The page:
Kyrgyzstan elections signal unease with parliamentary rule
Weekend Kyrgyzstan elections came off smoothly and fairly. But they also demonstrate popular unease with reforms designed to prevent a return to one-man rule.
Despite predictions of disruption and fraud, weekend elections in Kyrgyzstan for the first genuine parliament ever to sprout in the turbulent political soil of Central Asia were peaceful and, most reports say, clean.Skip to next paragraph
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International observers praised Kyrgyzstan's polls as a mostly free and fair exercise that could go far toward erasing the little post-Soviet country's grim reputation for repetitive cycles of authoritarian rule punctuated by violent street revolts.
A new constitution, adopted by national referendum in June, stipulates that the legislature, which reflects Kyrgyzstan's ethnic and regional diversity, will set policy and determine the composition of government.
But for those hoping the polls might bring stability to Kyrgyzstan, the ominous news is that three of the five parties which managed to vault the 5 percent barrier for winning representation in the new 120-seat parliament are opposed to the new constitution and have pledged to work for restoration of a "presidential" system of strong, one man rule.
"This is the first time that we have had such transparent and objective elections, with a truly unpredictable outcome like this," says Mars Sariyev, an analyst with the independent Institute of Social Policy in Bishkek. "But the outcome is a shock. No one expected an opposition party to take the lead, least of all our authorities. But this is democracy, and we'll have to work with the results."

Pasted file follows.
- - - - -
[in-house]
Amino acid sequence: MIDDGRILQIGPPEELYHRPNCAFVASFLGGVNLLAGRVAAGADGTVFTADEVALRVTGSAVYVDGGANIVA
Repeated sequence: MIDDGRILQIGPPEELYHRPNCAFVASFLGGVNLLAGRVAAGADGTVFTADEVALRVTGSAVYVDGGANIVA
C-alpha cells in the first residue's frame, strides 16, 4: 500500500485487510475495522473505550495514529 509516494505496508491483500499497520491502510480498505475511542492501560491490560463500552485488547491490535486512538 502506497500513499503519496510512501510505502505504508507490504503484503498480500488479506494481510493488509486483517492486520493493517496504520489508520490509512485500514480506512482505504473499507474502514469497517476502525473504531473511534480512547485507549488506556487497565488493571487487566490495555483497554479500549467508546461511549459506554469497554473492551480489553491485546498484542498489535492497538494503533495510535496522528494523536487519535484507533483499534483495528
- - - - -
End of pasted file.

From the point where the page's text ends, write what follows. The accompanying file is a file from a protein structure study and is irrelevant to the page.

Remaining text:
Kyrgyzstan, a mountainous country of 5-million at Asia's heart, has been the object of a strategic tug-of-war between Russia, which maintains a military airfield at Kant, and the US, whose airbase at Manas is an increasingly crucial link in efforts to resupply NATO forces in nearby Afghanistan as political turmoil and enemy action threaten to shut down the main route through Pakistan, as was made clear by Pakistan's recent closure of the Khyber pass to NATO traffic, since lifted.
The biggest surprise, with almost all votes tallied, is that the Kyrgyz nationalist Ata Zhurt party, which includes former colleagues of ousted President Kurmanbek Bakiyev, was leading with around 9 percent support. Analysts suggest that anxious ethnic Kyrgyz voters may have rallied to the party after bloody ethnic riots rocked southern Kyrgyzstan in June.
The Ata Zhurt party, led by former emergencies minister Kamchibek Tashiyev, has sharply opposed the provisional government since it seized power from Mr. Bakiyev last April, and made its opposition to parliamentary rule a major plank in its election campaign.